ABC-TV's That's Incredible has thrived on wowing audiences with death-defying stunts. But morbidly contrived events can turn to disaster as did the attempt by world champion motorcycle jumper Gary Wells, 23, to leap the fountain at Caesars Palace in Las Vegas. The segment was to have been broadcast on September 15. After soaring 180 feet, Wells caromed off the landing ramp, dropped to the pavement, skidded across a parking lot and hit a concrete wall. Then, as spectators on a nearby garage roof pressed forward to gawk, a guardrail gave way and half a dozen people plunged two stories. Wells was listed in critical condition with injuries to the pelvis, thighs, head and heart. Evel Knievel had broken his pelvis attempting the same stunt in 1967, and Wells had recently bragged, "Knievel is in the past tense now. Everything he has done I've bettered."
Susan upstages baby
As the much-snapped daughter of photographer Michael Virden and Eight Is Enough star Susan Richardson, 7-month-old Sarah Jeanette knows how to grab attention—and a fistful of Mommy's hair at a planning meeting for a Los Angeles fashion show. Slimmed-down Susan got glances too. She has dropped the 70 pounds she gained during her pregnancy by spending several months on a water, fruit juice and bouillon diet. Richardson now weighs 120 and once more wears a size-8 dress.
Hagman is rattled
Hoping to popularize horse racing as a family affair, New York's Belmont Park staged a J.R. Festival. As befits TV's No. 1 snake in the grass, Larry Hagman arrived in a Stetson that had been custom-made from Texas rattlesnakes. It went over big with bettors, but not with the horse which Hagman rode for a ceremonial spin down the homestretch. The animal shied from the sombrero and bolted. Said the old sidewinder after he got the critter under control: "He's just trying to be mean as me."
Activist comedian Dick Gregory, 47, moved into his fifth month of fasting in protest against the holding of the hostages and reported gaining 10 pounds. No, he hasn't been dipping into Instant Grits, though the 5'10", 103-pound entertainer brought a box to a New York press conference where he delivered a homily on hominy. Its moral: that the U.S. economic boycott of Iran is a joke. "American businesses are not honoring the boycott," Gregory insists. "They're not even trying. U.S. goods can be purchased at any store in Tehran." Why, then, was he singling out grits? "I hear that's what the Carters eat for breakfast." And what is Gregory growing fatter on? Just fruit juice.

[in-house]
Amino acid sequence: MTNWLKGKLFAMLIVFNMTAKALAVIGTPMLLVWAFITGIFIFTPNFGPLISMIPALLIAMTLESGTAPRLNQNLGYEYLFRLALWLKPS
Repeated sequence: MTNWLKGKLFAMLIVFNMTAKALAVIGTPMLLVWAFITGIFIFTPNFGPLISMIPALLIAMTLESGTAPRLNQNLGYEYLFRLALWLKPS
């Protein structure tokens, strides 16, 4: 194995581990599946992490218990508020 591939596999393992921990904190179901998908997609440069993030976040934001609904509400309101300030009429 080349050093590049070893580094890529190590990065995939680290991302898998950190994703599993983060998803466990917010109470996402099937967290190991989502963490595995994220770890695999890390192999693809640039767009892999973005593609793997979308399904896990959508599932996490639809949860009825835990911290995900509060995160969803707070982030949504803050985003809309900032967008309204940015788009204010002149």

In Salem's Lot James Mason plays a diabolical antique dealer who consorts with a band of vampires. But at Deauville, where the movie was shown at the American Film Festival, the scene evoked other times, other roles. On the beach with his wife, Australian actress Clarissa Kaye, Mason took off on a tangent and strode moodily toward the sea, like the star-crossed Norman Maine of his 1954 A Star Is Born. The ending this time will be happy. He and Clarissa, who is also in the movie, will continue as an acting team.
Elton John, who three years ago talked of retiring, drew a record 350,000 turf-trampling fans to New York's Central Park, 100,000 more than James Taylor last year. Souvenir proceeds (an estimated $75,000) will go to revitalize the park. The name of designer Calvin Klein, a co-promoter of the free concert, appeared on many undulating rumps, but not Elton's. He wore—serially—cowboy togs, a punk jumpsuit (above) and a Donald Duck outfit.